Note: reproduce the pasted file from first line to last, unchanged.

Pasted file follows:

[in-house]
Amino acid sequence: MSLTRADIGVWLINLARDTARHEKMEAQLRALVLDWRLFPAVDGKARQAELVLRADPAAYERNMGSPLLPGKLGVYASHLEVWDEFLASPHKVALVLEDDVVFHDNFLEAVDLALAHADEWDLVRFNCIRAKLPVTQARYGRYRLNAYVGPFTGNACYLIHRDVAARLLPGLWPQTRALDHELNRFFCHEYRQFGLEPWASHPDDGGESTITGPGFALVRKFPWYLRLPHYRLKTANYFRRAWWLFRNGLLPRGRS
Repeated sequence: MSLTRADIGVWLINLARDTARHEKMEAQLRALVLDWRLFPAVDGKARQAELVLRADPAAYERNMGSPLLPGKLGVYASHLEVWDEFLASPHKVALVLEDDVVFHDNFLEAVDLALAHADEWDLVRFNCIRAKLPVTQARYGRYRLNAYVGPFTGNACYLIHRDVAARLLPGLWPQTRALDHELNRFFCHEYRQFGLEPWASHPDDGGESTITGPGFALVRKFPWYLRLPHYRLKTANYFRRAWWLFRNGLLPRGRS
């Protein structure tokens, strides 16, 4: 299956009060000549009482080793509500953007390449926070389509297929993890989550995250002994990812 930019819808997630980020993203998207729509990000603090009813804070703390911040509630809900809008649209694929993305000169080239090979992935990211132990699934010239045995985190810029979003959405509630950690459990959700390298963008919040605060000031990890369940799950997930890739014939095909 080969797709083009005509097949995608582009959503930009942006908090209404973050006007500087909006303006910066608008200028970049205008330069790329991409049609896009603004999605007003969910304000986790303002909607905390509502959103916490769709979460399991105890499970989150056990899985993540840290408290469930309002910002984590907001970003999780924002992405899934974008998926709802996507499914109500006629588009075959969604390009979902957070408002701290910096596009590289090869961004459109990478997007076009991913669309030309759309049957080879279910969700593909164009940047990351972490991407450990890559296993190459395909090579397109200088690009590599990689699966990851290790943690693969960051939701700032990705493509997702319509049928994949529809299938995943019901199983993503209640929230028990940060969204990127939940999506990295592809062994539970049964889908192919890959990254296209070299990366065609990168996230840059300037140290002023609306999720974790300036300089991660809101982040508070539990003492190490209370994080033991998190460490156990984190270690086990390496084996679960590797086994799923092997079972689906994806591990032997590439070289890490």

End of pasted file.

[in-house]
Amino acid sequence: MSLTRADIGVWLINLARDTARHEKMEAQLRALVLDWRLFPAVDGKARQAELVLRADPAAYERNMGSPLLPGKLGVYASHLEVWDEFLASPHKVALVLEDDVVFHDNFLEAVDLALAHADEWDLVRFNCIRAKLPVTQARYGRYRLNAYVGPFTGNACYLIHRDVAARLLPGLWPQTRALDHELNRFFCHEYRQFGLEPWASHPDDGGESTITGPGFALVRKFPWYLRLPHYRLKTANYFRRAWWLFRNGLLPRGRS
Repeated sequence: MSLTRADIGVWLINLARDTARHEKMEAQLRALVLDWRLFPAVDGKARQAELVLRADPAAYERNMGSPLLPGKLGVYASHLEVWDEFLASPHKVALVLEDDVVFHDNFLEAVDLALAHADEWDLVRFNCIRAKLPVTQARYGRYRLNAYVGPFTGNACYLIHRDVAARLLPGLWPQTRALDHELNRFFCHEYRQFGLEPWASHPDDGGESTITGPGFALVRKFPWYLRLPHYRLKTANYFRRAWWLFRNGLLPRGRS
């Protein structure tokens, strides 16, 4: 299956009060000549009482080793509500953007390449926070389509297929993890989550995250002994990812 930019819808997630980020993203998207729509990000603090009813804070703390911040509630809900809008649209694929993305000169080239090979992935990211132990699934010239045995985190810029979003959405509630950690459990959700390298963008919040605060000031990890369940799950997930890739014939095909 080969797709083009005509097949995608582009959503930009942006908090209404973050006007500087909006303006910066608008200028970049205008330069790329991409049609896009603004999605007003969910304000986790303002909607905390509502959103916490769709979460399991105890499970989150056990899985993540840290408290469930309002910002984590907001970003999780924002992405899934974008998926709802996507499914109500006629588009075959969604390009979902957070408002701290910096596009590289090869961004459109990478997007076009991913669309030309759309049957080879279910969700593909164009940047990351972490991407450990890559296993190459395909090579397109200088690009590599990689699966990851290790943690693969960051939701700032990705493509997702319509049928994949529809299938995943019901199983993503209640929230028990940060969204990127939940999506990295592809062994539970049964889908192919890959990254296209070299990366065609990168996230840059300037140290002023609306999720974790300036300089991660809101982040508070539990003492190490209370994080033991998190460490156990984190270690086990390496084996679960590797086994799923092997079972689906994806591990032997590439070289890490």